Former Kenya Vision 2030 Director General Mugo Kibati and NMG acting CEO Stephen Gitagama are said to be the front runners.
The company is looking for an individual who is going to implement a new business model that will focus on generating most of its revenue from the Group’s digital platforms or online publications as compared to today where it relies 90 percent on its print publications for profits.
Acting NMG CEO Stephen Gitagama. PHOTO/FILE
This decision has been informed by the realization that over-relying on the print section for advertising revenue has resulted in the Group losing its editorial independence due to media capture.
Media capture is a growing phenomenon linked both to the resurgence of authoritarian governments as well as to the structural weaknesses presently afflicting media markets.
In this environment, the political elite and economic barons are colluding to undermine the independence of privately-owned media through control of advertising revenue.
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Currently, most media houses in Kenya get nearly 70 percent of their advertising revenue from both the national and county governments and other state agencies.
Since the government stopped directly advertising in local dailies and instead introduced My Gov, a publication of the Government Advertising Agency that is published in local newspaper once or twice per week, media houses profits have dwindled immensely.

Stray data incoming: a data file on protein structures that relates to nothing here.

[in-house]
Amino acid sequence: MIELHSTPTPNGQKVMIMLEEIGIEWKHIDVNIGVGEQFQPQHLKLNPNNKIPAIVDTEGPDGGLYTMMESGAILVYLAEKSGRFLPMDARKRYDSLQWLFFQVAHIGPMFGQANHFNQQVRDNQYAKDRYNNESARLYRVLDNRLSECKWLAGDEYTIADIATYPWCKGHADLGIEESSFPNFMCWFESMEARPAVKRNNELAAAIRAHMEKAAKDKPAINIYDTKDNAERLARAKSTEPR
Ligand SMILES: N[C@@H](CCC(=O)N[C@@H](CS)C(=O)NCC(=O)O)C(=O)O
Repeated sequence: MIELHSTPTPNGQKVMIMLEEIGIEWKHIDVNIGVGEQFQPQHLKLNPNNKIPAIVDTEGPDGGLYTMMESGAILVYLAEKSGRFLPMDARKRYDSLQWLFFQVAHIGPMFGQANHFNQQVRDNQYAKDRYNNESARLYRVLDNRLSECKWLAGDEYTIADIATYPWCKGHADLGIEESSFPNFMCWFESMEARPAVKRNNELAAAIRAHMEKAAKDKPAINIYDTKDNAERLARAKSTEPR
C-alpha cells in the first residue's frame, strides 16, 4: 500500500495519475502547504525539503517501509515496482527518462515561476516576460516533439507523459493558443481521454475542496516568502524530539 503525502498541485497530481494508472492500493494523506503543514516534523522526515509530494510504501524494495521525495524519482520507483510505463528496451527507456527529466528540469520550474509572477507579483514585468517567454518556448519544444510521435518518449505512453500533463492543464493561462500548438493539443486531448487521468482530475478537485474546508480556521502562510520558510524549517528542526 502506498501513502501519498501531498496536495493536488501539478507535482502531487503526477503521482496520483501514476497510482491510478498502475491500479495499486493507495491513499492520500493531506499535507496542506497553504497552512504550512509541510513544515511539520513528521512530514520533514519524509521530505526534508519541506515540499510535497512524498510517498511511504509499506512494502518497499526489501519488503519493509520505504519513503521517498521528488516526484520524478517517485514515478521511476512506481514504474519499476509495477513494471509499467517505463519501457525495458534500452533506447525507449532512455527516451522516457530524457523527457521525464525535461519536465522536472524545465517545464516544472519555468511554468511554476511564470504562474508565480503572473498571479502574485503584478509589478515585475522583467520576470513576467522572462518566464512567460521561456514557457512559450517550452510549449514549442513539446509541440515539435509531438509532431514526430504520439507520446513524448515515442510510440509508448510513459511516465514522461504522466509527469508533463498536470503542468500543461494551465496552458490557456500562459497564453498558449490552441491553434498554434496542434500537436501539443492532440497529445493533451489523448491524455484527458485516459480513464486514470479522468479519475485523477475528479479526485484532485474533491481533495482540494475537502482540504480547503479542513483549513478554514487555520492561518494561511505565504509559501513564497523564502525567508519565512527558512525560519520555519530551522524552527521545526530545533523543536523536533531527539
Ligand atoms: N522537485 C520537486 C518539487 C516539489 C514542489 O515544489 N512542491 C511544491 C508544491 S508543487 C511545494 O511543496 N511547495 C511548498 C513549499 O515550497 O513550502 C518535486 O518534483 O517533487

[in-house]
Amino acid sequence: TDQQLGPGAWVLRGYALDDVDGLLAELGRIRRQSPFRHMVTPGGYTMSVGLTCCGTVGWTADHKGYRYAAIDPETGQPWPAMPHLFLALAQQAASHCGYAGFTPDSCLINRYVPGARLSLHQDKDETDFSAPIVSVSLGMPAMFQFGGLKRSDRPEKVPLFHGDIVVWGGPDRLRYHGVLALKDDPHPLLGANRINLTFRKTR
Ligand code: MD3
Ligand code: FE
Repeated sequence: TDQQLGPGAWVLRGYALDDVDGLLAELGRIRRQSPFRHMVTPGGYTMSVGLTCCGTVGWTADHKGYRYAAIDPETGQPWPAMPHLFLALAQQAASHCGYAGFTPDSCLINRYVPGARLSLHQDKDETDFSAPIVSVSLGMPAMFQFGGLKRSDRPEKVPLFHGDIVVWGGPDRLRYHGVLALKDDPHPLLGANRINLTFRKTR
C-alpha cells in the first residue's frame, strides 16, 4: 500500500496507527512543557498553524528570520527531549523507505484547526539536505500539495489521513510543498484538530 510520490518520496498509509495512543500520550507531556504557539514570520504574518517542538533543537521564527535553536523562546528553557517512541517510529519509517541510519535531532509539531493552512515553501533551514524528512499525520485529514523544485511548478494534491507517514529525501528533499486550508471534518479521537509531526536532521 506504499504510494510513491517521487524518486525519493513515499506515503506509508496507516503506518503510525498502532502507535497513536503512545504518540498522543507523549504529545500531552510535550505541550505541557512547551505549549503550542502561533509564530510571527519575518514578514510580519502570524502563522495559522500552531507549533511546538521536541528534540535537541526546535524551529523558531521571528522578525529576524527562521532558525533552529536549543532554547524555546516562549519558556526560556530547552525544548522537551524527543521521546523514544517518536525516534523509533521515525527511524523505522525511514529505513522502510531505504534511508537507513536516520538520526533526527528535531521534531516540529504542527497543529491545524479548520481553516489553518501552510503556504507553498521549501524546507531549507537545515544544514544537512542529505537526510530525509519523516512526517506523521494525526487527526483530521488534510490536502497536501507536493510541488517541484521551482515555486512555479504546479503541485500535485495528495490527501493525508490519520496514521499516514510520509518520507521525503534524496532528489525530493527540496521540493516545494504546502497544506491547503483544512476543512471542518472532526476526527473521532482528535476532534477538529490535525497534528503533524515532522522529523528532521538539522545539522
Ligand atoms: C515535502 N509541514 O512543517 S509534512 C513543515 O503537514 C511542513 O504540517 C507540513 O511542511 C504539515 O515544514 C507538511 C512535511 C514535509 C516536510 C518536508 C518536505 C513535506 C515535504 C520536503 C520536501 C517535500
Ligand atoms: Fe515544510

When NMG released its 2017 financial results recently it revealed it recorded a 20.5 percent drop in profit before taxation (PBT) to Ksh1.95 billion, from Ksh2.46 billion in 2016.
The recent reinstatement of, Mr Eric Obino, as the Executive Editor in charge of Weekend publications after he was previously demoted as production editor and later retrenched in January is said to be part of the re-organisation being spearheaded by a special team from Aiglemont.
Some of the columnists who recently announced their resignation from Nation Media Group have since joined Standard Media Group. PHOTO/COURTESY
Recently, eight leading columnists for different NMG publications resigned citing lack of editorial independence. The columnists who resigned are KNHCR deputy chairperson George Kegoro, Muthoni Wanyeki, Gabriel Dolan, and Rasna Warah.
Others are Maina Kiai, Gabrielle Lynch, Nic Cheeseman, and Kwamchetsi Makokha.
The writers accused Nation Media of systematically placing constraints on independent voices contrary to its stated editorial policy.
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Nelson Mandela once said: “A critical, independent, and investigative press is the lifeblood of any democracy. The press must be free from state interference. It must have the economic strength to stand up to the blandishments of government officials. It must have sufficient independence from vested interests to be bold and inquiring without fear or favor. It must enjoy the protection of the constitution, so that it can protect our rights as citizens.”